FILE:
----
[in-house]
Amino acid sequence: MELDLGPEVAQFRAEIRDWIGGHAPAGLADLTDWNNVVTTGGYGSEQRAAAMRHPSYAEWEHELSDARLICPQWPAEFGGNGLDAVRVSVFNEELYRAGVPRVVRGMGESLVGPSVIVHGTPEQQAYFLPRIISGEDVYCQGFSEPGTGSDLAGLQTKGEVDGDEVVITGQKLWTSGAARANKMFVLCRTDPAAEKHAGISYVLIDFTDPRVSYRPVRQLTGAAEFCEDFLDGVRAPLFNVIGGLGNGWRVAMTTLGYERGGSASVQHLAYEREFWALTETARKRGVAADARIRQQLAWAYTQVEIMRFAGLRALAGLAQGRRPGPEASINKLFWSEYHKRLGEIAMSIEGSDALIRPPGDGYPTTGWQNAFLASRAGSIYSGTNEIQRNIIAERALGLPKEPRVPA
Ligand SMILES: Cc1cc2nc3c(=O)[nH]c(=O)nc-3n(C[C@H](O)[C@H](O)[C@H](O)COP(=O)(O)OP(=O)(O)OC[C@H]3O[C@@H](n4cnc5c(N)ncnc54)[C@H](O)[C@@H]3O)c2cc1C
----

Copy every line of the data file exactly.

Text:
[in-house]
Amino acid sequence: MELDLGPEVAQFRAEIRDWIGGHAPAGLADLTDWNNVVTTGGYGSEQRAAAMRHPSYAEWEHELSDARLICPQWPAEFGGNGLDAVRVSVFNEELYRAGVPRVVRGMGESLVGPSVIVHGTPEQQAYFLPRIISGEDVYCQGFSEPGTGSDLAGLQTKGEVDGDEVVITGQKLWTSGAARANKMFVLCRTDPAAEKHAGISYVLIDFTDPRVSYRPVRQLTGAAEFCEDFLDGVRAPLFNVIGGLGNGWRVAMTTLGYERGGSASVQHLAYEREFWALTETARKRGVAADARIRQQLAWAYTQVEIMRFAGLRALAGLAQGRRPGPEASINKLFWSEYHKRLGEIAMSIEGSDALIRPPGDGYPTTGWQNAFLASRAGSIYSGTNEIQRNIIAERALGLPKEPRVPA
Ligand SMILES: Cc1cc2nc3c(=O)[nH]c(=O)nc-3n(C[C@H](O)[C@H](O)[C@H](O)COP(=O)(O)OP(=O)(O)OC[C@H]3O[C@@H](n4cnc5c(N)ncnc54)[C@H](O)[C@@H]3O)c2cc1C